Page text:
‘Groups of Trump supporters swarmed through the streets, singling out people of color to fight, some of whom appeared to belong to small vigilante squads of local anti-fascists, as well as others who appeared to be mere passersby.’ (Daily Beast, August 5)

Think about it: imitation is a powerful influence in our lives. It’s why advertising works even when we know we are being targeted by the marketing. Most cars, insurance companies, medications, appliances and exercise equipment don’t make us as happy as they suggest but we want them anyway. Things that seem to give others joy or health or better looks is what we want for ourselves. Burgers and donuts aren’t the same in real life as they are in an ad but they still really look good … and those people sure seem to be enjoying them … so we unconsciously mimic what we see and stop in to McDonald’s for lunch.

Mimicry is how babies learn and develop – they see how other children and adults get food into their mouths, communicate with sounds, move their bodies, and they want to do the same. Note to parents: children also mimic what they see when it comes to substance use, recreational activities, conflict resolution, problem solving, work ethic, anger management, morality, showing affection and general family systems. Mimicry is why children often end up being adults who are much more like their parents than they ever expected to be.

Mimicry can extend outside of family too. It is why teenagers try desperately to fit with their peers by wearing impractical clothing, listening to similar music, getting a driver’s license or being seen with certain people. It’s also why we often observe families who have a higher percentage of people in similar careers or who vote the same party as their parents. Certainly genetics and life-expereinces play a role but mimicry is very powerful.

However there’s more. We also seek to fit in, to be like the group we are connected with. Mimicry partially explains why most Canadians think in fundamentally different ways than most Americans. It’s why humans have clubs and gangs and political parties and religious denominations and family reunions – we want to be with our own kind but we also naturally begin to act and think like those we are with.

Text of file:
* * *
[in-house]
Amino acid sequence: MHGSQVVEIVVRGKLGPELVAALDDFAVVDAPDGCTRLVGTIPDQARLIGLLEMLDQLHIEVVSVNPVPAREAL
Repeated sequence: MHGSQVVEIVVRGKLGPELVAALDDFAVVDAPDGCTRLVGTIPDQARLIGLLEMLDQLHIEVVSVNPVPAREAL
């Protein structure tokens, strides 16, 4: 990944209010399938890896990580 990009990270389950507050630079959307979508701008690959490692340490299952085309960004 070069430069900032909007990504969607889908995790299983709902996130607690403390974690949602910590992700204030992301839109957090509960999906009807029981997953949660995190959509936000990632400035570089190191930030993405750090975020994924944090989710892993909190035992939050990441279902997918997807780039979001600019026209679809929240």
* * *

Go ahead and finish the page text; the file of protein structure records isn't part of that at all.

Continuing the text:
Mimetic Theory explains how we define ourselves by the others in our lives and come to be like whoever we spend time with. Scientists have discovered something called ‘mirror neurons’ which fire in our brains when people clap their hands but also when we see others clap their hands. Basically our brain doesn’t seem to know the difference between doing and perceiving when it comes to someone else’s enthusiasm or desire.

The good news is that mimicking aids learning and encourages moral character; the bad news is that mimicking affects perception and enforces ‘us against them’ emotions. Mimetics explains why children fight over one toy in a room full of toys, or criminals try to take each other’s turf or adults fight over which hockey team is better.

Things get much more dangerous when a group’s commonly held beliefs become self-righteous and it attacks those who disagree with them. Self-justification then causes even more anger. Mobs are frightening because mob mentality easily spins out of rational control.

I have written before about how one disagreement sparks pay back which in turn causes another payback until there is a fight or war. But another option, if it becomes apparent that the escalating conflict is becoming dangerous, is for the mob to focus on a third victim to absorb all the anger and blame on everyone’s behalf.

A scapegoat.

So let’s begin a look at what it means to live in a world of Mimics, Mobs and Me.